stories about how hard H8000 shows can be, how crazy do the gigs get?
Yep, it happens that Aborted/Liar/Congress share stages together, but
not very often. It's only on festivals that we're on the same bill.
Sure, we get along pretty well. Why not? This is a small, but busy
country concerning heavy music, so we meet quite a lot. The H8000 scene,
or how you call it nowadays, is picking up fast lately with awesome new
bands like Rise and Fall, Morda, Severence, Retaliate, Core of Anger,
Forced Hate(ex Vitality), my sideband Kingpin...playing out quite a lot.
Yeah, the pit can get quite wild sometimes, but it's no emo we're
playing, you know? I'm glad to say that shows have over 200 attendants
again, with small club shows having 100-150 paying kids, and the release
party/bigger events getting over 500 people sometimes, but now I'm very
positive! Overall, I have a good feeling about the Belgian/West Flemish
scene. Superb new bands pop up every time, and the
motivation/inspiration lies high with old, as well as the new breed.
Are we ever gonna see you here in the States? I've been waiting
for what seems like forever! Who would you love to play with here, and
what have been some of your best gigs so far?
Well, we'd love to tour the US, but no one seems to ask us, so we
wait and see. With the great reviews/sales I got, I'm stoked to tour
over there, but I'm not the man to set up tours. If anyone is serious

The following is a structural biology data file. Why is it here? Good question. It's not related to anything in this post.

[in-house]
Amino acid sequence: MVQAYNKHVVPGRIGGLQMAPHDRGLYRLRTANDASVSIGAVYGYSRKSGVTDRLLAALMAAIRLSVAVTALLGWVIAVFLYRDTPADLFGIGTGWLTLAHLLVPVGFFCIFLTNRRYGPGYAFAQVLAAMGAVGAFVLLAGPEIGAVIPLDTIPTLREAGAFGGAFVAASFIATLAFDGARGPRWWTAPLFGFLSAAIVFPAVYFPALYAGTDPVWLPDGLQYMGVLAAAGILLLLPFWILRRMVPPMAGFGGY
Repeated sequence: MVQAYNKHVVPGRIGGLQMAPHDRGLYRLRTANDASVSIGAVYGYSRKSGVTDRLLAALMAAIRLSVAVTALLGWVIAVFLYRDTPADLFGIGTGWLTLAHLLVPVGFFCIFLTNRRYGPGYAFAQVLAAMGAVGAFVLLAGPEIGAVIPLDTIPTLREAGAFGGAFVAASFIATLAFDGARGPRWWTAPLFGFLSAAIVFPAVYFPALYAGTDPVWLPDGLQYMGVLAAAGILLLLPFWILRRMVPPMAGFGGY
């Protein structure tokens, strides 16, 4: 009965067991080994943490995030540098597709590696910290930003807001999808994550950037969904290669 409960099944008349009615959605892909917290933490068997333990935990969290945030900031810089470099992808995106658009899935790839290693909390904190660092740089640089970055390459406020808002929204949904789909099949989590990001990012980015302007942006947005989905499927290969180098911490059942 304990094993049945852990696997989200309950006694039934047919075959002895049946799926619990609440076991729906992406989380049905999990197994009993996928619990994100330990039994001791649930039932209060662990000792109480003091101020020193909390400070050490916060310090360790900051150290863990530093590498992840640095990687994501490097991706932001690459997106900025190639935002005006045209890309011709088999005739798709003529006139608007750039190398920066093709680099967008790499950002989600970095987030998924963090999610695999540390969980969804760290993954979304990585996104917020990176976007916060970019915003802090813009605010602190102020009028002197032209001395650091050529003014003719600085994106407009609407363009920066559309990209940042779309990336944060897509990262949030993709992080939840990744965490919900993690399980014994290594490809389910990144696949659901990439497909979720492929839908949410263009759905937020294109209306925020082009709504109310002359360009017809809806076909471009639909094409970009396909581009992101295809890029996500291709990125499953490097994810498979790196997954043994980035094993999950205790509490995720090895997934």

enough to offer us a tour with great conditions, drop me a line!
You've been with Goodlife since Day 1. Would you say they've been
important to your success? How is your relationship with them been, and
do you ever see yourselves signing to anyone else?
Our success is very relative, mind; but our relationship has gone
strong with Goodlife since Day One. We grew with each other. Congress
helped Goodlife out as a label, and vice versa, I guess. It's nice to
visit the office, since it's only a 20 minute drive for us, and we have
good control over our merchandise/CD sales, etc...If we were on a
foreign label, I wouldn't put my trust in them, I'm afraid.
What are some of your favorite metal and hardcore records, new and
old? What do you think is the best example of how metalcore should be
played(besides Congress, of course, haha!)? For me, it's a toss up
between "Age of Quarrel" and "Humanity is the
Devil". How about pure hardcore? For me, once again, it's gotta be
"Age of Quarrel". Where do you see straight up, punk rock
inspired hardcore going these days? How about the modern metal scene?
Metallica: Master of Puppets
Celtic Frost: To Mega Therion
Exodus: Bonded By Blood
Fave HC records:
Bad Brains: Rock For Light
Cro Mags: Best Wishes,
really! (nothing wrong with that, man! That album's underrated!-mg)
Agnostic Front: Liberty and Justice
Sick of it All: Blood, Sweat, and No
Gorilla Biscuits: Start Today
Metalcore nowadays: Hatebreed, Ringworm, All Out War, Born From Pain,
Sworn Enemy...Fave metalcore? Integrity, always! Straight up, punk rock
hardcore is getting mainstream in my eyes. Look at Hazen Street, they're
gonna be huge! Modern Metal is the Gothenburg sound, a la In Flames, Arch
Enemy, Dark Tranquility...but also the bombastic modern blackmetal like
Dimmu Borgir or Cradle of Filth. These bands have a monster fanbase,